Since duck breast has a thick layer of fat, you’ll want to cook the breast long enough to allow all the fat to render, but not to the point of overcooking the breast meat. Cooking duck skin side down allows you to crisp up the skin and render the fat while preventing the meat from drying out. Use your hands, a spoon, or a palette knife to move the breast around the pan. Do not use tongs, which Chef Keller says tend to squeeze and potentially damage the breast. If the skin pulls away from the pan, you can press the breast down with a weight or bacon press. And don’t toss the leftover rendered duck fat—use it as a cooking oil for roasting potatoes or sautéing mushrooms.
What to Serve With Pan-Seared Duck Breast
Chef Keller serves the duck with braised endive and a honey-orange gastrique, or sweet-and-sour sauce, a combination that he loves for its wonderfully contrasting flavors and Textures. Pan-roasted duck breast also goes well with:
4 Additional Ways to Cook Duck Breast
- Chinese Style: Marinate duck with hoisin sauce, Shaoxing wine, soy sauce, Chinese five spice powder, garlic, and fresh ginger uncovered in the refrigerator overnight, then score and cook using your preferred method: pan-roast, grill, sear, sous vide, or oven-roast.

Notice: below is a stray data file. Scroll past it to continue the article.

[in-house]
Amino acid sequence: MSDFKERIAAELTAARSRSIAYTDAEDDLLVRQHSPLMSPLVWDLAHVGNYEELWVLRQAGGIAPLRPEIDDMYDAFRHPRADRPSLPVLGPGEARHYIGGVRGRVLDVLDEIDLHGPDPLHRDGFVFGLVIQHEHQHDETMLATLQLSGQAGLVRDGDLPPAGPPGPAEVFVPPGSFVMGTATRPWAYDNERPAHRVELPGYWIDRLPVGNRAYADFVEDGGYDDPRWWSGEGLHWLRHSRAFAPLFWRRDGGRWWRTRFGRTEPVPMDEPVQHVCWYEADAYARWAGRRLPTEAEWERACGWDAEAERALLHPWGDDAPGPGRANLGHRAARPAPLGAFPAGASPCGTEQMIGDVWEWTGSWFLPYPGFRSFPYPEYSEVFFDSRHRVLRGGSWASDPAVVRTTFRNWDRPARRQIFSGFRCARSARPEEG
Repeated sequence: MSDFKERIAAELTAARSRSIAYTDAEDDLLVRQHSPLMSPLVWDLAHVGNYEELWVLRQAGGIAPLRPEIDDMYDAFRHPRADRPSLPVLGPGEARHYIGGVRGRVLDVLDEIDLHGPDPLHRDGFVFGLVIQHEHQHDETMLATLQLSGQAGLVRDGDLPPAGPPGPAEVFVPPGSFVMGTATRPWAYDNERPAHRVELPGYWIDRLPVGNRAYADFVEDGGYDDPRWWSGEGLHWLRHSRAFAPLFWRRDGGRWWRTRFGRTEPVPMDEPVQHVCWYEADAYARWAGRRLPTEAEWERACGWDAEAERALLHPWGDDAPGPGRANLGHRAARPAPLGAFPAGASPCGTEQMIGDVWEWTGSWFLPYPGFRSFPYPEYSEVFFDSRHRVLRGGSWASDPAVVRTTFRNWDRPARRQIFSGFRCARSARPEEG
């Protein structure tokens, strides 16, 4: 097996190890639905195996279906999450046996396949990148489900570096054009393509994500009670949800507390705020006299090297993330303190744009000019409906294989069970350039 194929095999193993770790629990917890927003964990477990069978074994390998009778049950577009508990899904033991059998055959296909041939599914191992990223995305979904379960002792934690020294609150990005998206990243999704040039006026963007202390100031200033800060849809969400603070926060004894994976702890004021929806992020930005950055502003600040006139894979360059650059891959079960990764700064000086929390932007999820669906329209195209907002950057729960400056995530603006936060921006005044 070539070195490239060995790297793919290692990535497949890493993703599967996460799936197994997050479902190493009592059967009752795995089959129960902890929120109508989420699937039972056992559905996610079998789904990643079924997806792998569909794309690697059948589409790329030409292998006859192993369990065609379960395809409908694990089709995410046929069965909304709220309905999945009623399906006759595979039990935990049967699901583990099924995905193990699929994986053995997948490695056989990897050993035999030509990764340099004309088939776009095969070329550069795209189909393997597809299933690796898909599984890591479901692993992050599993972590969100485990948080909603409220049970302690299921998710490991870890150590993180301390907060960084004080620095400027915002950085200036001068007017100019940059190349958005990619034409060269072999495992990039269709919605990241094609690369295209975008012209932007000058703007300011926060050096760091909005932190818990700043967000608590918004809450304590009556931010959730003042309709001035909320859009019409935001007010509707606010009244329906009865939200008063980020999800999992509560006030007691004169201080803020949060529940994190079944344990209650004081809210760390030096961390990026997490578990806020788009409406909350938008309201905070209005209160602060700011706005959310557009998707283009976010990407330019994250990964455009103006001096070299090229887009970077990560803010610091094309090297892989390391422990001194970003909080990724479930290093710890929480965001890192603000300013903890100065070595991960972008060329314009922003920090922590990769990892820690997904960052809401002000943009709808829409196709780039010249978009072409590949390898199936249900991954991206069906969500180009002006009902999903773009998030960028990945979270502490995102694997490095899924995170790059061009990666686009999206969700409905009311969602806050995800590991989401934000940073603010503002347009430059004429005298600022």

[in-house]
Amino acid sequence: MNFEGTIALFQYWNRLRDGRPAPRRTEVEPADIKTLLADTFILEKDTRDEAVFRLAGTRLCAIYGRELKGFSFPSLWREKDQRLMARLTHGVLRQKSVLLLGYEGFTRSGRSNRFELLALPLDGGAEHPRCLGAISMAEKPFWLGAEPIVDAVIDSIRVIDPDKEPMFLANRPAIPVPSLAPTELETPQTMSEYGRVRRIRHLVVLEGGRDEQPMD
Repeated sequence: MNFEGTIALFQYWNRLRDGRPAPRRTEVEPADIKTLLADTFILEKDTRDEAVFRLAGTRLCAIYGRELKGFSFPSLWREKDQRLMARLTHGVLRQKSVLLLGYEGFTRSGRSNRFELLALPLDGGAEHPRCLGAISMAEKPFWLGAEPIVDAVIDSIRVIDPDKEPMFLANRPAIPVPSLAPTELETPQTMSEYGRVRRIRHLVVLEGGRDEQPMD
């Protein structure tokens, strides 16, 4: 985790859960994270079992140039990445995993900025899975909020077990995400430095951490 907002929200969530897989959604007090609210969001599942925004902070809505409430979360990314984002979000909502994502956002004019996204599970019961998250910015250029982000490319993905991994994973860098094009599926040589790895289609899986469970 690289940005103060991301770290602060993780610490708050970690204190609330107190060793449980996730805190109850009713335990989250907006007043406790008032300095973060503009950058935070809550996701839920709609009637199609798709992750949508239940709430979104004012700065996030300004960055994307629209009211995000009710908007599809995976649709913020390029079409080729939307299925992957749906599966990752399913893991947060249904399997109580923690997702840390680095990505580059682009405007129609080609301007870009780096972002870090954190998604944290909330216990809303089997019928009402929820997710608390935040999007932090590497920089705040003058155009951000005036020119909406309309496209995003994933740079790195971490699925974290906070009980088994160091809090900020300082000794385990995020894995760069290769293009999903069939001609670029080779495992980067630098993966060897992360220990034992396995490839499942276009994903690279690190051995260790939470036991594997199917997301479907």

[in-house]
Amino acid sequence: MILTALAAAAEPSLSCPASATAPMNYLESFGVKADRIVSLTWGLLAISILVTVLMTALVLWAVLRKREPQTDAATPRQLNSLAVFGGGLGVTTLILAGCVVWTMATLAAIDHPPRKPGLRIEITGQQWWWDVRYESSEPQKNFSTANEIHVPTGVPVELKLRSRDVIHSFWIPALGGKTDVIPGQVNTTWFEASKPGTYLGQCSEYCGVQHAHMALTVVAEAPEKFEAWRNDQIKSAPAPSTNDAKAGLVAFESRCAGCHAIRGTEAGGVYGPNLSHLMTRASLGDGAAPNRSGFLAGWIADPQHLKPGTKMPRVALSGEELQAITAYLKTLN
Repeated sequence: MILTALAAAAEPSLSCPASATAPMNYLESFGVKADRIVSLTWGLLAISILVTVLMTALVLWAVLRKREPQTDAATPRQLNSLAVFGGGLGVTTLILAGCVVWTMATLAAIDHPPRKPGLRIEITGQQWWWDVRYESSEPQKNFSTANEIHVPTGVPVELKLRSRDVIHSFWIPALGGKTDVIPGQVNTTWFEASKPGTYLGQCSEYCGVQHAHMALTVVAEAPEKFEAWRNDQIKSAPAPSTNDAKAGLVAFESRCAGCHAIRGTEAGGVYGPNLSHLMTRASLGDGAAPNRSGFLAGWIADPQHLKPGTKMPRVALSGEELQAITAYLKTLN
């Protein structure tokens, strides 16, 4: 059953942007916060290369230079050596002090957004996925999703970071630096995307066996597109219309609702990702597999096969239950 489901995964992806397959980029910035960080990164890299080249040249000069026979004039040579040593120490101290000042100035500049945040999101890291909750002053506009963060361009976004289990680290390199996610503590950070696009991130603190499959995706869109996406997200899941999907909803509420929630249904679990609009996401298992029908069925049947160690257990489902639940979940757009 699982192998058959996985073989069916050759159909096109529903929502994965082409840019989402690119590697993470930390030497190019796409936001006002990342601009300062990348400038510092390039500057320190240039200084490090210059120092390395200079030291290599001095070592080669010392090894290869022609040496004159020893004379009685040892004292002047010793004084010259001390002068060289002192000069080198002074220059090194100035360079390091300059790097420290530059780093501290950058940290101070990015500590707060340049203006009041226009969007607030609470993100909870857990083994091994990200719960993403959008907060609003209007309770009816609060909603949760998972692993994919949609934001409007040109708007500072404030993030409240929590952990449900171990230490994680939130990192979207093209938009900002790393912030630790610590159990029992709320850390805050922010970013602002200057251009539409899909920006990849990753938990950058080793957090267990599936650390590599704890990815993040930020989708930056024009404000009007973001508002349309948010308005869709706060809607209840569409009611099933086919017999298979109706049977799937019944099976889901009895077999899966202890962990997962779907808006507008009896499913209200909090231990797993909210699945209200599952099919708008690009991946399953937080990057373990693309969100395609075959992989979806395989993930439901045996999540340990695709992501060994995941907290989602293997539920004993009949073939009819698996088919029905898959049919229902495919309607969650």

- Sous Vide: Use an immersion circulator to heat a water bath to 136°F for medium rare or 144°F for medium. Prepare duck breast by poking or scoring skin, then pre-sear in a well seasoned cast-iron skillet skin side down until skin is golden brown, about 2 to 3 minutes. Add a garlic clove and thyme or other aromatics to the pan. Flip to sear the meat side, about 1 minute. Season with salt and black pepper and add breast and aromatics to a freezer bag. Let breast cook in water bath 90 minutes. When breast is cooked, sear a second time skin side down in a cast iron skillet until skin is brown, about 2 minutes, then serve, slicing against the grain.
- Grill: Marinate duck breast with Chinese-style marinade (or try miso, soy sauce, sake, orange juice, ginger, garlic, and sesame oil) and grill skin side down until fat has rendered and skin is brown and crispy. Flip and cook meat side down until internal temperature registers 123°F.